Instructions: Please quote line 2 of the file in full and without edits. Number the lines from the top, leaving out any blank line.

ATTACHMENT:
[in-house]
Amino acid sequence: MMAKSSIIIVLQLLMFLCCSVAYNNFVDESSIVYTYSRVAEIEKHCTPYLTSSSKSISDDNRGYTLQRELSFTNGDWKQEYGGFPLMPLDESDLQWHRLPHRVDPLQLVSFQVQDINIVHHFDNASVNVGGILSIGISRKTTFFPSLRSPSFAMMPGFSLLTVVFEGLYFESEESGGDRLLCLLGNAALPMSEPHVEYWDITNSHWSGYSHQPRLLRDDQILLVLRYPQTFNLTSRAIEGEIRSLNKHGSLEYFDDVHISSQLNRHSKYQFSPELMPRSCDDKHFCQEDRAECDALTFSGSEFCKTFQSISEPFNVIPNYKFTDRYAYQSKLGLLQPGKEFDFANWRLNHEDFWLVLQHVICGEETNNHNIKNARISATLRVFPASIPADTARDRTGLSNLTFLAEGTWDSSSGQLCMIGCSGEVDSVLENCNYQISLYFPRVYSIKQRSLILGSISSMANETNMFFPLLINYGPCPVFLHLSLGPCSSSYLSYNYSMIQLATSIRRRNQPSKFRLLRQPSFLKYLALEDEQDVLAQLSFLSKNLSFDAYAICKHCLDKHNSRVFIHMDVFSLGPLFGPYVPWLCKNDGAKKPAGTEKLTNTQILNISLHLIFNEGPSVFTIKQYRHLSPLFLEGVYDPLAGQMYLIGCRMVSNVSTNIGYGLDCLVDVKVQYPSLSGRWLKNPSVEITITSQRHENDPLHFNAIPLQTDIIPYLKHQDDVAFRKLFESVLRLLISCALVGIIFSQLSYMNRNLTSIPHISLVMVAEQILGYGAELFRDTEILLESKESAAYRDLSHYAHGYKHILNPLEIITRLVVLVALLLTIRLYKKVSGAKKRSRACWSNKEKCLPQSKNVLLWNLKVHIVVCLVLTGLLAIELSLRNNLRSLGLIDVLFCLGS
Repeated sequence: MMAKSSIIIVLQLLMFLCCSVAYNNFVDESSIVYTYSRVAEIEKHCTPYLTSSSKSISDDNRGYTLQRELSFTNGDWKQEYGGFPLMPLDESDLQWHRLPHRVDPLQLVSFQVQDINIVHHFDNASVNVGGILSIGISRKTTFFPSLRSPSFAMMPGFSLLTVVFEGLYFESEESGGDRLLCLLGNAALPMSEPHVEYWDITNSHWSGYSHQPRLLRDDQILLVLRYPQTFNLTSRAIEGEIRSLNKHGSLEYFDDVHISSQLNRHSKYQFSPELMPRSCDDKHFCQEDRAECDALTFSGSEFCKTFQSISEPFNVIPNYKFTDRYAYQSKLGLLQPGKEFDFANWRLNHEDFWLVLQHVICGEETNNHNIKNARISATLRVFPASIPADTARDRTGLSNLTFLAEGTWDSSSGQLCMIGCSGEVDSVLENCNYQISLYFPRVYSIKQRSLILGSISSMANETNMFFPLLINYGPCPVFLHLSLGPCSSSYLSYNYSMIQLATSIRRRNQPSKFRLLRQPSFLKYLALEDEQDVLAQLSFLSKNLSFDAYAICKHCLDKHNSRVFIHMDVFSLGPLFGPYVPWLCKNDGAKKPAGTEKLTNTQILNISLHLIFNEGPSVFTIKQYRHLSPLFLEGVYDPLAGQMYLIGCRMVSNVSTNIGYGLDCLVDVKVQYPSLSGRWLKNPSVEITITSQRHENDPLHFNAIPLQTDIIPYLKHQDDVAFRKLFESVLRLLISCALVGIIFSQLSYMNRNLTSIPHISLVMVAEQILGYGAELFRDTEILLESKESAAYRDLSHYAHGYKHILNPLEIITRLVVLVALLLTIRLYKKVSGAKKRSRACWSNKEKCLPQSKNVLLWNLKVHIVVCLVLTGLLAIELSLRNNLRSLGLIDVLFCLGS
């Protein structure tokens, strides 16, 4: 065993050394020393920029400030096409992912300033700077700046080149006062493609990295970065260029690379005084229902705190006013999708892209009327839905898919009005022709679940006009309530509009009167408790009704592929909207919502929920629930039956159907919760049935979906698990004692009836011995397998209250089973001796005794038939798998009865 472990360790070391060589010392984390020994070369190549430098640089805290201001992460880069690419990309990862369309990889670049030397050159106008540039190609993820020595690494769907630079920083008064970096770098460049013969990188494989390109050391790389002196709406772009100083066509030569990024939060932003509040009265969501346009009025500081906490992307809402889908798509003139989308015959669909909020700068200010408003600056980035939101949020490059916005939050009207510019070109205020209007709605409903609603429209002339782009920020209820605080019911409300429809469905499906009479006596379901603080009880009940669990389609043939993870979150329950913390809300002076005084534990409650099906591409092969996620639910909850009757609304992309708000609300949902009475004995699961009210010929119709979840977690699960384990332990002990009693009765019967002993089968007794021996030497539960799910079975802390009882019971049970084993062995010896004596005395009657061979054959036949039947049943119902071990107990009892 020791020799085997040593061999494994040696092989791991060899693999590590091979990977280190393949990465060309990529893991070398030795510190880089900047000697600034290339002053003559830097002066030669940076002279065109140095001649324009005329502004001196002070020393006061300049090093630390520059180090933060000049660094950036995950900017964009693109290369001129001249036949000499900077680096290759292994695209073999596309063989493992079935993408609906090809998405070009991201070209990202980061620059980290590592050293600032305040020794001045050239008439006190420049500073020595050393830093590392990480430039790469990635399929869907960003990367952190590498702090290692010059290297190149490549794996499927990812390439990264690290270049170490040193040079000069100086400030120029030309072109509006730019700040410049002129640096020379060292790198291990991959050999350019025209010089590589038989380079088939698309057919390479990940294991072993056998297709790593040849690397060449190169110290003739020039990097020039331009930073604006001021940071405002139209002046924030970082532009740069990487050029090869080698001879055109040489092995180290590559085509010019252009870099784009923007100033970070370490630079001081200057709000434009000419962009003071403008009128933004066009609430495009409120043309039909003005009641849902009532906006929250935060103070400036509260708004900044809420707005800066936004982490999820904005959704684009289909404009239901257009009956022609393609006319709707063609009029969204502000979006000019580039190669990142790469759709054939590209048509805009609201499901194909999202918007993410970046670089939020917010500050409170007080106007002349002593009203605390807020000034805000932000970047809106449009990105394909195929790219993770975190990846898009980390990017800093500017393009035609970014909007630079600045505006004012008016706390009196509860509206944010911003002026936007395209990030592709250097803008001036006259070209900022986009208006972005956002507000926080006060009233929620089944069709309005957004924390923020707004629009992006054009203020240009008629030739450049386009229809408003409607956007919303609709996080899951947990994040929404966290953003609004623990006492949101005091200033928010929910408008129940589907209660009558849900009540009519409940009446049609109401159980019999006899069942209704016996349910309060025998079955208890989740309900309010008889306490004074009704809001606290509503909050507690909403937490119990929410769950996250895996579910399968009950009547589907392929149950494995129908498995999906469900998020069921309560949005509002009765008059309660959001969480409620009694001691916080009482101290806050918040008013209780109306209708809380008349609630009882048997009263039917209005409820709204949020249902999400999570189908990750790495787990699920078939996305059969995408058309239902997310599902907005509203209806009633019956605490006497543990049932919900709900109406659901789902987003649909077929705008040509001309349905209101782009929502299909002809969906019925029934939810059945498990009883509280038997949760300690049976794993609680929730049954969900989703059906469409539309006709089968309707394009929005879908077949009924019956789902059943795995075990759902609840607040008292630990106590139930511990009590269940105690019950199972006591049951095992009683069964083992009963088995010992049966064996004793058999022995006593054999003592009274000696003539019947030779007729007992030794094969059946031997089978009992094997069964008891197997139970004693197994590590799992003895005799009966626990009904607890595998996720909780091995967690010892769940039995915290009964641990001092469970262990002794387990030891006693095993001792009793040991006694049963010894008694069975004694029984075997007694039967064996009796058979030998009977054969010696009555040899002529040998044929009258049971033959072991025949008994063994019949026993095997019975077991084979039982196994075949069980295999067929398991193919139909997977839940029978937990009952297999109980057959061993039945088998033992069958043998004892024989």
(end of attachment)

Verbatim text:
Amino acid sequence: MMAKSSIIIVLQLLMFLCCSVAYNNFVDESSIVYTYSRVAEIEKHCTPYLTSSSKSISDDNRGYTLQRELSFTNGDWKQEYGGFPLMPLDESDLQWHRLPHRVDPLQLVSFQVQDINIVHHFDNASVNVGGILSIGISRKTTFFPSLRSPSFAMMPGFSLLTVVFEGLYFESEESGGDRLLCLLGNAALPMSEPHVEYWDITNSHWSGYSHQPRLLRDDQILLVLRYPQTFNLTSRAIEGEIRSLNKHGSLEYFDDVHISSQLNRHSKYQFSPELMPRSCDDKHFCQEDRAECDALTFSGSEFCKTFQSISEPFNVIPNYKFTDRYAYQSKLGLLQPGKEFDFANWRLNHEDFWLVLQHVICGEETNNHNIKNARISATLRVFPASIPADTARDRTGLSNLTFLAEGTWDSSSGQLCMIGCSGEVDSVLENCNYQISLYFPRVYSIKQRSLILGSISSMANETNMFFPLLINYGPCPVFLHLSLGPCSSSYLSYNYSMIQLATSIRRRNQPSKFRLLRQPSFLKYLALEDEQDVLAQLSFLSKNLSFDAYAICKHCLDKHNSRVFIHMDVFSLGPLFGPYVPWLCKNDGAKKPAGTEKLTNTQILNISLHLIFNEGPSVFTIKQYRHLSPLFLEGVYDPLAGQMYLIGCRMVSNVSTNIGYGLDCLVDVKVQYPSLSGRWLKNPSVEITITSQRHENDPLHFNAIPLQTDIIPYLKHQDDVAFRKLFESVLRLLISCALVGIIFSQLSYMNRNLTSIPHISLVMVAEQILGYGAELFRDTEILLESKESAAYRDLSHYAHGYKHILNPLEIITRLVVLVALLLTIRLYKKVSGAKKRSRACWSNKEKCLPQSKNVLLWNLKVHIVVCLVLTGLLAIELSLRNNLRSLGLIDVLFCLGS